The jubilee website and app will give news and information on the Holy Door of St. Peter’s and the other basilicas as well as offer the possibility of organizing one’s own pilgrimage within the city, Msgr. Bell said.

People can choose from three proposed pilgrimages: “the traditional pilgrimage of St. Philip Neri with the seven churches; the pilgrimage on the churches dedicated to the women doctors of the church and patrons of Europe; and the ‘Iter Europaeum,’ that is, the 28 churches in 27 different European countries, plus the church that represents the European Union.”

“Tools are being prepared to better introduce pilgrims into these paths and to promote knowledge of the works of art in the various churches,” he said. It marks “an important effort carried out in agreement with the (Italian) Ministry of Tourism, which will encourage the discovery of many places often unknown to tourists themselves.”

“Rome has always been a cultural attraction and our aim is that the pilgrim may also become a tourist, just as the tourist may be fascinated by the pilgrim experience,” said Archbishop Rino Fisichella, pro-prefect of the section.

Starting in September, he said, they will open an exhibition “with works by the great Spanish Renaissance artist, El Greco.”

The pieces “have never left Spain and are being made available for this very occasion,” he said. The exhibit will be held in the church of Sant’Agnese in Agone facing onto Piazza Navona and will feature El Greco’s three masterpieces: “The Baptism of Christ,” “Christ Carrying the Cross” and “Christ Blessing.”

Other art exhibits will take place throughout the run-up to and during the jubilee, including ones that will rotate into places like hospitals and prisons, he said. “We want as much as possible for these events to have free access, in order to encourage the participation of citizens in the contemplation of beauty that allows a better relationship with the city and its people.”

Archbishop Fisichella said Pope Francis has asked Catholics worldwide to prepare for the next jubilee year by spending 2023 studying the documents of the Second Vatican Council, especially its four constitutions, which focused on: the liturgy; the church as the people of God; Scripture; and the role of the church in the modern world.

This is a list of major events being planned for the Holy Year 2025 as published by the Dicastery for Evangelization’s section that is coordinating the celebration. The jubilee will begin with the opening of the Holy Door of St. Peter’s Basilica in December 2024, and there will be “major jubilee events” throughout 2025. Registration to attend the events will begin in September 2024 online at iubilaeum2025.va or on the jubilee app. (CNS photo/Courtesy Dicastery for Evangelization)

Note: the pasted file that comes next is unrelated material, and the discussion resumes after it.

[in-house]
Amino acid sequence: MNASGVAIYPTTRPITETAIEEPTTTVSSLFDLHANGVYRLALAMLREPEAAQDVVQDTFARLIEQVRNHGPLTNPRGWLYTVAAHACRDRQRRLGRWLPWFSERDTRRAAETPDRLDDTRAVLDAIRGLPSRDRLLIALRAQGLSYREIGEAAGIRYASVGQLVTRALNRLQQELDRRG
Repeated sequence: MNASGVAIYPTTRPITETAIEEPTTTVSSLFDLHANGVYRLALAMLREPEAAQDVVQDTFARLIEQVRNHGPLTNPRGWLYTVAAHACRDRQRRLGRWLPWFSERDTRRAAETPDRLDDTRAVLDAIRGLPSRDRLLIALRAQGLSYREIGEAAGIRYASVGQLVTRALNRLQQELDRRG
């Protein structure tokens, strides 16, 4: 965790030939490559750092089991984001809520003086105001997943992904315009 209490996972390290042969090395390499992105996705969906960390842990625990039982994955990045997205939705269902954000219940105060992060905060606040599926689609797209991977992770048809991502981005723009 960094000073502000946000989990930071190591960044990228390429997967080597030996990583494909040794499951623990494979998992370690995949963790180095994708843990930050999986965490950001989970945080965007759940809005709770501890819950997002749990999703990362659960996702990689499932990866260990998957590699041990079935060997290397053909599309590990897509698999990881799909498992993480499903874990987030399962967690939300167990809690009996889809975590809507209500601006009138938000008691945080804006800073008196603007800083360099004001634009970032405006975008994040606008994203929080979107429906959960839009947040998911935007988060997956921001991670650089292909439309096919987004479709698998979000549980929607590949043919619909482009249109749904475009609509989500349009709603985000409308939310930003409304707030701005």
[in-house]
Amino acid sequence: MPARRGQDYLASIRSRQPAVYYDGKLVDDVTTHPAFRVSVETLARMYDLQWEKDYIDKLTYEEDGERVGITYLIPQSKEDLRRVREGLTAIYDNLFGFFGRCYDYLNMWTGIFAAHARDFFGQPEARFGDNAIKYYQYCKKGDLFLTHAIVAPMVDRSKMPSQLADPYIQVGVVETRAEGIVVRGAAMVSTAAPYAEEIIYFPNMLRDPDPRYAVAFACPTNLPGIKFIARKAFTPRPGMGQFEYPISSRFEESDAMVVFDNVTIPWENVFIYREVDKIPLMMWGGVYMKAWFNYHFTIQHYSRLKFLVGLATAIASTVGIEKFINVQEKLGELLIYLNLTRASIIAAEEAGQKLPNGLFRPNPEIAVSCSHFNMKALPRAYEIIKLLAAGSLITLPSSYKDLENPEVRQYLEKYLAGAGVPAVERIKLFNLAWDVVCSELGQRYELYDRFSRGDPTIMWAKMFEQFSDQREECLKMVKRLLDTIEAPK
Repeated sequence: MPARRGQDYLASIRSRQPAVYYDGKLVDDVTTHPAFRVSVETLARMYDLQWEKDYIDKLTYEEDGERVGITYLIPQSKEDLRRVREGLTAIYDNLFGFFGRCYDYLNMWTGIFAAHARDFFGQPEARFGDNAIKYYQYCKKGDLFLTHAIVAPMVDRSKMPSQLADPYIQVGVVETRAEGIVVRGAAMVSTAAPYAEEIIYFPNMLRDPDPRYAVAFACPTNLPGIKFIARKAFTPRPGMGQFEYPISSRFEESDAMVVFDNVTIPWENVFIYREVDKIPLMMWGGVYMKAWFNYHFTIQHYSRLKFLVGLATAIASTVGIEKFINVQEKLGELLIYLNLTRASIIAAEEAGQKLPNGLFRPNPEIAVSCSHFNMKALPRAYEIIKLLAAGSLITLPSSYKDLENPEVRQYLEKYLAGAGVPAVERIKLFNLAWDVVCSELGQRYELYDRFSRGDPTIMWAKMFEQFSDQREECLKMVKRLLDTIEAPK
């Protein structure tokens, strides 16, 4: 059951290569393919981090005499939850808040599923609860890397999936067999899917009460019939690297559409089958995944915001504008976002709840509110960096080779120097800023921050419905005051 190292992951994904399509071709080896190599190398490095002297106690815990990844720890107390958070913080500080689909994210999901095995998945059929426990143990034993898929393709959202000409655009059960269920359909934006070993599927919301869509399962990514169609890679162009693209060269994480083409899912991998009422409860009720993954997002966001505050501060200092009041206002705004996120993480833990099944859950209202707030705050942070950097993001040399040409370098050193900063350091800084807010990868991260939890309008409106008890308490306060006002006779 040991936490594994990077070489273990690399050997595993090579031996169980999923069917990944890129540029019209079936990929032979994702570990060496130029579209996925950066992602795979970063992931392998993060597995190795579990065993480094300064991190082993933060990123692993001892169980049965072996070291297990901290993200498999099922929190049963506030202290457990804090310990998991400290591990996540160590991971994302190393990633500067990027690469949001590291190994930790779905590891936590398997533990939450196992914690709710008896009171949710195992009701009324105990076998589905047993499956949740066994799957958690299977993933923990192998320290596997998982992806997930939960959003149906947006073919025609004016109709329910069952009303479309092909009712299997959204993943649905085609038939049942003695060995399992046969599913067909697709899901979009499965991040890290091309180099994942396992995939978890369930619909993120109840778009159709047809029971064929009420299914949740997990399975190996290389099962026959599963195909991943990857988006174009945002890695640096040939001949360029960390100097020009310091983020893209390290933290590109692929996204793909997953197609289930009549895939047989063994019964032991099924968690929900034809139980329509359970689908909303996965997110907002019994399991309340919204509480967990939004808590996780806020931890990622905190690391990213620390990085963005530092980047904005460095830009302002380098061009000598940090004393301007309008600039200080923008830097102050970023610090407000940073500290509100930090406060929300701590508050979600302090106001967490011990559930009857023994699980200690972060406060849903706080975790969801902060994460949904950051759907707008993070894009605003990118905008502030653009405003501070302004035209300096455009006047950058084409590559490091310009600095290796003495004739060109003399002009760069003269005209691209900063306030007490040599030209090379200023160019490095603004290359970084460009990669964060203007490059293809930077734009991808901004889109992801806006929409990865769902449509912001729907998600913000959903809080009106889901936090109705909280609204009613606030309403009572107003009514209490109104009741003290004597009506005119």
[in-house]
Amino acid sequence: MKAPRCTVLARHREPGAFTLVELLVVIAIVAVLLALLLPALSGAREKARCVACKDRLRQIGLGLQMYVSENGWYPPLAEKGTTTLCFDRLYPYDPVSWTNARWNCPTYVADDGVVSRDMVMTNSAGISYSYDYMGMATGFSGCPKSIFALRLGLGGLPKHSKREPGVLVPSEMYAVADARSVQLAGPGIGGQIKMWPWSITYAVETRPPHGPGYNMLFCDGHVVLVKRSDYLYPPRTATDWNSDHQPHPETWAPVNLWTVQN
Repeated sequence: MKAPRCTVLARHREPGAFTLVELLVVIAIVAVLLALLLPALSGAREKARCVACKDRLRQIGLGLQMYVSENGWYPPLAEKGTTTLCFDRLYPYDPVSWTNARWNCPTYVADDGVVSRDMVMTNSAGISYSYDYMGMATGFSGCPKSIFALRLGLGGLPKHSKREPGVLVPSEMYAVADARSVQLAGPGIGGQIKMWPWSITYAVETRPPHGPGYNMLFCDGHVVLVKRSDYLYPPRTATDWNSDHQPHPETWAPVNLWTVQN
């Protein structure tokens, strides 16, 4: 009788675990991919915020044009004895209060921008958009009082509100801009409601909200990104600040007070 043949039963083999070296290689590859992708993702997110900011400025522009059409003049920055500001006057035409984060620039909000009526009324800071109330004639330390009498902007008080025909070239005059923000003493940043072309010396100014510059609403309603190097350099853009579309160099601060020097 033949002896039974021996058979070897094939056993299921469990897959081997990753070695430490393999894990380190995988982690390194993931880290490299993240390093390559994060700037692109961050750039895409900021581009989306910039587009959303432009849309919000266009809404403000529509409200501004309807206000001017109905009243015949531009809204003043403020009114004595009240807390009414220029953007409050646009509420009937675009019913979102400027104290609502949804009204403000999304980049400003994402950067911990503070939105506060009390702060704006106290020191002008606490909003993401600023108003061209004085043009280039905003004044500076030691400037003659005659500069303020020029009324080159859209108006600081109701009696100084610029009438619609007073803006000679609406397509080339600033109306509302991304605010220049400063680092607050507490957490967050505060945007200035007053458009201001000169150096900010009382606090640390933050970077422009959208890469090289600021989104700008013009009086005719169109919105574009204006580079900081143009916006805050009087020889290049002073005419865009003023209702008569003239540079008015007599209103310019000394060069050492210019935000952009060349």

“In order to help local churches in their catechetical, human and especially Christian formation paths, and to give younger people the opportunity to know and rediscover the central contents of the council,” he said, the dicastery published a series of 35 small volumes titled, “Council Notebooks,” in December.

The “notebooks” have already been translated into Spanish in one hardcover volume titled, “Cuadernos del Concilio,” he said, and they are now being translated into English by ATC Publishers-India.

Since the pope wants 2024 to be dedicated to prayer in preparation for the jubilee, the dicastery will publish an in-depth series called “Notes on Prayer” to promote “the centrality of prayer, personal and communal,” the archbishop said.

“We are studying the possibility of a ‘school of prayer’ with pathways that would cover the vast world of prayer,” he added.

The opening and closing dates of the jubilee year will be announced in the pope’s “Bull of Indiction of the Jubilee, which will be published according to tradition on the feast of the Ascension, May 9, 2024,” Archbishop Fisichella said.

The ordinary jubilee will begin with the opening of the Holy Door of St. Peter’s Basilica in December 2024, he said, and there will be “major jubilee events” throughout 2025. For example, Jan. 24, 2025, will be dedicated to the World of Communications, May 30-June 1, 2025, will be dedicated to families, and July 28-Aug. 3, 2025, will be dedicated to young people.

The archbishop also announced that Italian composer Francesco Meneghello was the winner of the competition for an original score for the official hymn for the Holy Year 2025 that highlights its theme, “Pilgrims of Hope.” The lyrics were written by Msgr. Pierangelo Sequeri, an Italian theologian, composer and musician.